I wanted to understand first hand if cryptocurrency was a legitimate investment opportunity.
For those completely new to crypto, cryptocurrency is basically a digital currency that is encrypted and stored in the blockchain, commonly referred to as coins or tokens. The blockchain is a decentralised technology that uses multiple computers to settle, and verify, transactions between parties. These transactions can be cryptocurrencies, contracts, or other information. Bitcoin is an example of a cryptocurrency.
There are over 1,500 cryptocurrencies representing a total market value of $600B USD. Bitcoin, Ethereum and Ripple represent over 60% of total valuation. At the time of publishing this value could be anywhere from 20% of current value to 500% higher, such is the volatility of the market.
On day 1 I opened accounts with Coinjar, Coinbase and Coinspot. Registrations were so busy that Cryptopia had shut down their registration pages and sites were taking over a week to verify individuals.
Having been in the game for over a week, this is my basic understanding of how cryptocurrencies work….
A company, organisation or individual creates tokens, usually on the Ethereum blockchain, which they sell via an ICO (Initial Coin Offering). These coins can be bought using other cryptocurrencies, usually Ethereum or Bitcoin. They raise these over pre-ico, and ico stages. This usually takes a couple of months. In order to entice investors these organisations publish a whitepaper, create a slick website, and usually create private channels of communication through apps such as Telegram and Whatsapp. A whitepaper is a basic word document (anywhere from 8 to 100 pages) outlining the purpose, business (or coin) model, development team, product roadmap, and funds allocation from the coin raising. These organisations will usually offer ‘bonus’ coins to early pre-ico investors in order to create early demand and impression of social proof. Once the ICO is over they are traded on various exchanges.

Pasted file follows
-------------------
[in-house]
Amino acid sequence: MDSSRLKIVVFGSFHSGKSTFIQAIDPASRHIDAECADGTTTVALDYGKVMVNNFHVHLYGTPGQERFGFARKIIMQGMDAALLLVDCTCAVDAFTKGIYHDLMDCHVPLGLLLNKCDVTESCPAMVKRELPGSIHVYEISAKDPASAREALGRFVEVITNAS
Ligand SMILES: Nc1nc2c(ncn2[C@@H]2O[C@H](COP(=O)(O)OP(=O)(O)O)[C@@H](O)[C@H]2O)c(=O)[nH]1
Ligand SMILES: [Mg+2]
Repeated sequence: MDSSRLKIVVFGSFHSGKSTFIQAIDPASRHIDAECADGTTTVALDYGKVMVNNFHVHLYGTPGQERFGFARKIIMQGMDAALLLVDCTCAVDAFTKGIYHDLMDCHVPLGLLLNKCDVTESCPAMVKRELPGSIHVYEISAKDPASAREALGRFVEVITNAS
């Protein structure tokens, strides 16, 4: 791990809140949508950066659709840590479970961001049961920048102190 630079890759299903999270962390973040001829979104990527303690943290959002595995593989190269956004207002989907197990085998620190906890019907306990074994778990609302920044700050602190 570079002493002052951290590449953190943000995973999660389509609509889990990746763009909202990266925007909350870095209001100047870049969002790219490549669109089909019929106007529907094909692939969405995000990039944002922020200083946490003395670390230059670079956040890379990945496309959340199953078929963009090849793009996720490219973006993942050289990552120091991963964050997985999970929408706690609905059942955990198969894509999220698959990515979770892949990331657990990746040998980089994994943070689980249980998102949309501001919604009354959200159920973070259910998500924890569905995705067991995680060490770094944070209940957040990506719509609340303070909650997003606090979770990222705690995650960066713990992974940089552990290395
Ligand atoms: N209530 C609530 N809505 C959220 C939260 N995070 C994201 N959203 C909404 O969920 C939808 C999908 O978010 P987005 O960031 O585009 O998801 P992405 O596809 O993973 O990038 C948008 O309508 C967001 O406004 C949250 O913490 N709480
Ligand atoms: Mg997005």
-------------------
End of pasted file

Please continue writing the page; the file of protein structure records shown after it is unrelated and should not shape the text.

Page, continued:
This is what I learned…
1. Australians are being overcharged to simply get in the game.
Australian bitcoin providers are exchanging AUD for bitcoin up to $2,000 more per bitcoin than overseas companies. How arbitrage has not cancelled this out baffles me. As someone trying to get skin in the game this painpoint is incredibly frustrating. In addition, the fees to deposit, exchange and trade are very high. The overseas operators limit your deposit ($250/week!) and don’t let you sell, meaning to cash out you will need to send to an Australian exchange
2. The lack of regulation and transparency makes investors extremely vulnerable.
At ICO stage these organisations can say anything they want. Overclaim, fraud, deception, misleading statements etc is rampant. Many ICOs have no existing platform, no business, and no reputation. You can not review their financial statements. There is no guarantee that any of the team even exist. You are simply hoping that other speculation will drive up your coin value.
Once coins become listed on an exchange founders could be dumping coins without you even knowing. In many of the chats administrators simply tell members to “HODL” (some quirky web thing on “hold”).